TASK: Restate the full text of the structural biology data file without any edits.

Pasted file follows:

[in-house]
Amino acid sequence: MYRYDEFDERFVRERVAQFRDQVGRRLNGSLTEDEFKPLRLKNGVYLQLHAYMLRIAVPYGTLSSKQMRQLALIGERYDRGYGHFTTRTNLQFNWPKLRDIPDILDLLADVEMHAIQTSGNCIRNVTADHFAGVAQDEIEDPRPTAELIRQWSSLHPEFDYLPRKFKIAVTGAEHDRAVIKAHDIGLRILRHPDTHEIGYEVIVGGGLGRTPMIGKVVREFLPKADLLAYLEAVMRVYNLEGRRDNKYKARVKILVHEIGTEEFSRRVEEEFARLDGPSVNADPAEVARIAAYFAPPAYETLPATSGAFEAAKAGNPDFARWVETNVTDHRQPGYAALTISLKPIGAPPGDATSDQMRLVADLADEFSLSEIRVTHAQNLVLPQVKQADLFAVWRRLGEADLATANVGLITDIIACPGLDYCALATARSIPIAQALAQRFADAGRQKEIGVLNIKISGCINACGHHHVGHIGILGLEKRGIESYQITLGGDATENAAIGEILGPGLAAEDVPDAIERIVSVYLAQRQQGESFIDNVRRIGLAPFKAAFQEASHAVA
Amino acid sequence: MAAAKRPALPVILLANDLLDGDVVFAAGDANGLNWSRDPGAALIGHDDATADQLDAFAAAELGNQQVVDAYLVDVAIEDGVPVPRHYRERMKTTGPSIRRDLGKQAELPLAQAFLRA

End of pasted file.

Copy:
[in-house]
Amino acid sequence: MYRYDEFDERFVRERVAQFRDQVGRRLNGSLTEDEFKPLRLKNGVYLQLHAYMLRIAVPYGTLSSKQMRQLALIGERYDRGYGHFTTRTNLQFNWPKLRDIPDILDLLADVEMHAIQTSGNCIRNVTADHFAGVAQDEIEDPRPTAELIRQWSSLHPEFDYLPRKFKIAVTGAEHDRAVIKAHDIGLRILRHPDTHEIGYEVIVGGGLGRTPMIGKVVREFLPKADLLAYLEAVMRVYNLEGRRDNKYKARVKILVHEIGTEEFSRRVEEEFARLDGPSVNADPAEVARIAAYFAPPAYETLPATSGAFEAAKAGNPDFARWVETNVTDHRQPGYAALTISLKPIGAPPGDATSDQMRLVADLADEFSLSEIRVTHAQNLVLPQVKQADLFAVWRRLGEADLATANVGLITDIIACPGLDYCALATARSIPIAQALAQRFADAGRQKEIGVLNIKISGCINACGHHHVGHIGILGLEKRGIESYQITLGGDATENAAIGEILGPGLAAEDVPDAIERIVSVYLAQRQQGESFIDNVRRIGLAPFKAAFQEASHAVA
Amino acid sequence: MAAAKRPALPVILLANDLLDGDVVFAAGDANGLNWSRDPGAALIGHDDATADQLDAFAAAELGNQQVVDAYLVDVAIEDGVPVPRHYRERMKTTGPSIRRDLGKQAELPLAQAFLRA